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“Sadly, most churches today are less and less Biblically faithful in their doctrine and more and more liberal in their worship. The two go hand-in-hand. Even the more conservative evangelical and Reformed churches, which try to be faithful to the Bible in their doctrine, often do not appear to apply God's Word to their worship.”
That is in fact where we are in our church. The people leading our “worship” are so entrenched in the man-centered part of the worship that they are calling what we used to call the pulpit a stage and the people who take part in music are being called performers and they have been doing this so long that they do not see that this is man-focused.
Many in today’s church are doing different types of music to please everyone. And they call this diversity and don’t realize that “diversity” is the same word that the homosexual community is using on Christians...But we do not apply passages such as Deuteronomy 12:32 to music and worship. When we do, we get the response of dancing was done in the Old Testament for example in 2 Samuel 6:12-14 (KJV) 14 And David danced before the LORD with all his might; and David was girded with a linen ephod; and in 1 Chronicles 15:29 (KJV)
I am not sure how to handle that objection. Can you clarify this for me?
It sounds like your church is going down the drain fast. You need to immerse yourself (with your wife, if you are married) in prayer about this.
The irony is that we do hear expository preaching in our church and teach the doctrines of grace.
If he believes what he preaches, which I certainly hope and presume he does, why isn't your pastor kicking some butt over this?
If I couldn't find a better church than you have described to me, I would start a home church. If you like the preaching, then play the recorded sermons. As I said before, I would be glad to help you get started. It may grow, as ours did, out of the home and into a larger public facility. There are obstacles to leaving a church, not the least of which is the loss of the fellowship. But fellowship is not as important as Biblical worship. If we stay in a church we know has serious problems in the worship in part because we have friends there, we are putting man above God. I'm not a fan of home churches, but extraordinary times require extraordinary measures.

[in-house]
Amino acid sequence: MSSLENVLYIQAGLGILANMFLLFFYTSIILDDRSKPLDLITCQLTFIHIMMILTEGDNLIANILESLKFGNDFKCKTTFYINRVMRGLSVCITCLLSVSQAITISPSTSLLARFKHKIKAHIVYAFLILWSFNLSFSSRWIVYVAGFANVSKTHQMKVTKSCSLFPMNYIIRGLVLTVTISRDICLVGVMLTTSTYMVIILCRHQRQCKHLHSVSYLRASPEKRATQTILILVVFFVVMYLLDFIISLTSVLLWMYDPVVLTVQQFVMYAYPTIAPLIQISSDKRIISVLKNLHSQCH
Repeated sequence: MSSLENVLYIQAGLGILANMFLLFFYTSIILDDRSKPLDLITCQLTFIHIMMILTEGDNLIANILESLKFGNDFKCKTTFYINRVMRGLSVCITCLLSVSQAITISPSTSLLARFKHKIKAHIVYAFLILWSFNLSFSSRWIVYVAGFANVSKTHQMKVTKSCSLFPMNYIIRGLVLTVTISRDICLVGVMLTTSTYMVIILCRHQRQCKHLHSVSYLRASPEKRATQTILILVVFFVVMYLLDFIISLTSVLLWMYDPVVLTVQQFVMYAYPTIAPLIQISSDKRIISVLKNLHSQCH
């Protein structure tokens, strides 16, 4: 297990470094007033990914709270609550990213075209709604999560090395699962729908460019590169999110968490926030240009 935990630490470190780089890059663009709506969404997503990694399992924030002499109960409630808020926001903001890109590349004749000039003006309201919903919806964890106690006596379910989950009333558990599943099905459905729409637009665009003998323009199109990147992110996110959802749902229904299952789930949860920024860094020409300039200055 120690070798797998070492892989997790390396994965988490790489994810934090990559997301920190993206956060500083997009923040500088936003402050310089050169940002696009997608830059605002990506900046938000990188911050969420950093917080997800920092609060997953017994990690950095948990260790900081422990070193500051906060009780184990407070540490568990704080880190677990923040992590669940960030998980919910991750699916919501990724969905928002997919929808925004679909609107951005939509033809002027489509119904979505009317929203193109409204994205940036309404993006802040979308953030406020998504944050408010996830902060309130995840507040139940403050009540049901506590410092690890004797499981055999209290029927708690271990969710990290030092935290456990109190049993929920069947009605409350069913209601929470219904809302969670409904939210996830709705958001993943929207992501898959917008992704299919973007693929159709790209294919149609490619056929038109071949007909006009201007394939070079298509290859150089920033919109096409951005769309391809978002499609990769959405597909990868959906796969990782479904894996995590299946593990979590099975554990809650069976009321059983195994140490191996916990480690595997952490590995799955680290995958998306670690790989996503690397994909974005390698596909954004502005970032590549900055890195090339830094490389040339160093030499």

we get the response of dancing was done in the Old Testament for example in 2 Samuel 6:12-14 (KJV)
Well, let's help them out with Ex. 15:20:
And Miriam the prophetess, the sister of Aaron, took a timbrel in her hand; and all the women went out after her with timbrels and with dances.
Which "proves" not only that instrumental music is authorized in worship, but so is dancing. More than that, it "proves" that women can lead in worship, or at least in worship dancing (and I always thought it was the man that was supposed to lead in dancing).
The problem with this "proof" is that this passage and the Deut. 12 passage (and I Sam 21:11, 29:5; Jer. 31:4, etc.) have nothing to do with corporate worship. Read them carefully. They are clearly in the context of national rejoicing.
But let's hypothesize for a moment and say that dancing was part of OT worship. Do those advocates of dance in worship really understand how they have boxed themselves in when they use OT verses on worship as the model for NT worship? For example, what worship model are we to follow? The tabernacle? The temple? The synagogue?
If we want dancing as part of our worship (for that is what is behind the argument -- it is man-centered -- those who want dancing, musical instruments, man-composed songs, etc., dig up verses regardless of their context to give specious Scriptural support to what they want, what they will, in worship; they try to force their own ideas on Scripture -- "Which things have indeed a shew of wisdom in will worship..." - Col 2:23a) then we cannot pick and choose. We have to take all of the elements of the OT worship model we have chosen. In our public worship, if we are to be consistent, we must follow Ps. 150 and other scriptures. We then have to have trumpets, tambourines, harps, stringed instruments, rams horns, in fact, all the instruments of the Old Testament service, and we are in sin if we do not have all of them. What Scriptural basis is there that permits us to choose one or two elements of OT worship -- the ones we want --and not all? None whatsoever.